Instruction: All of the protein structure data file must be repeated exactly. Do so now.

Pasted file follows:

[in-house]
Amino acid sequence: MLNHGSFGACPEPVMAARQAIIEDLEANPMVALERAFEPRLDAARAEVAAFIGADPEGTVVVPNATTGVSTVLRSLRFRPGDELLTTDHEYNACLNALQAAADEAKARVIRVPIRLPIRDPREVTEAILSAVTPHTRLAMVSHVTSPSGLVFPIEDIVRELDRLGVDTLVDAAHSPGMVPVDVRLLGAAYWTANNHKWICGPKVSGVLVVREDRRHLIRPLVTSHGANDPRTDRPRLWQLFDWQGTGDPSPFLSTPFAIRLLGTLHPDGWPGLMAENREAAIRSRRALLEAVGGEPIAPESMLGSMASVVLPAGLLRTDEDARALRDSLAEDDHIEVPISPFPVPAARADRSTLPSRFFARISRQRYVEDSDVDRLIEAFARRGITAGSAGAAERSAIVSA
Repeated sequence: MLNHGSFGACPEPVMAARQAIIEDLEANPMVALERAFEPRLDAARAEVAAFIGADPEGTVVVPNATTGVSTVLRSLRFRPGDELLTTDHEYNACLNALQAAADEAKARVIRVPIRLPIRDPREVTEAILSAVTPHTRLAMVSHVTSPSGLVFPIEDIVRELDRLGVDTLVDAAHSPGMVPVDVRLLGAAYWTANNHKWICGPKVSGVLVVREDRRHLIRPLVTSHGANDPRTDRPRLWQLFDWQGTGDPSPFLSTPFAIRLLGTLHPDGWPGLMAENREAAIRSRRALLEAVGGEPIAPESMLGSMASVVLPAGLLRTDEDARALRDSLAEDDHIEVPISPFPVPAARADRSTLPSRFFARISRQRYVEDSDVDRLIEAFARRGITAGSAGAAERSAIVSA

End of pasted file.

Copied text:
[in-house]
Amino acid sequence: MLNHGSFGACPEPVMAARQAIIEDLEANPMVALERAFEPRLDAARAEVAAFIGADPEGTVVVPNATTGVSTVLRSLRFRPGDELLTTDHEYNACLNALQAAADEAKARVIRVPIRLPIRDPREVTEAILSAVTPHTRLAMVSHVTSPSGLVFPIEDIVRELDRLGVDTLVDAAHSPGMVPVDVRLLGAAYWTANNHKWICGPKVSGVLVVREDRRHLIRPLVTSHGANDPRTDRPRLWQLFDWQGTGDPSPFLSTPFAIRLLGTLHPDGWPGLMAENREAAIRSRRALLEAVGGEPIAPESMLGSMASVVLPAGLLRTDEDARALRDSLAEDDHIEVPISPFPVPAARADRSTLPSRFFARISRQRYVEDSDVDRLIEAFARRGITAGSAGAAERSAIVSA
Repeated sequence: MLNHGSFGACPEPVMAARQAIIEDLEANPMVALERAFEPRLDAARAEVAAFIGADPEGTVVVPNATTGVSTVLRSLRFRPGDELLTTDHEYNACLNALQAAADEAKARVIRVPIRLPIRDPREVTEAILSAVTPHTRLAMVSHVTSPSGLVFPIEDIVRELDRLGVDTLVDAAHSPGMVPVDVRLLGAAYWTANNHKWICGPKVSGVLVVREDRRHLIRPLVTSHGANDPRTDRPRLWQLFDWQGTGDPSPFLSTPFAIRLLGTLHPDGWPGLMAENREAAIRSRRALLEAVGGEPIAPESMLGSMASVVLPAGLLRTDEDARALRDSLAEDDHIEVPISPFPVPAARADRSTLPSRFFARISRQRYVEDSDVDRLIEAFARRGITAGSAGAAERSAIVSA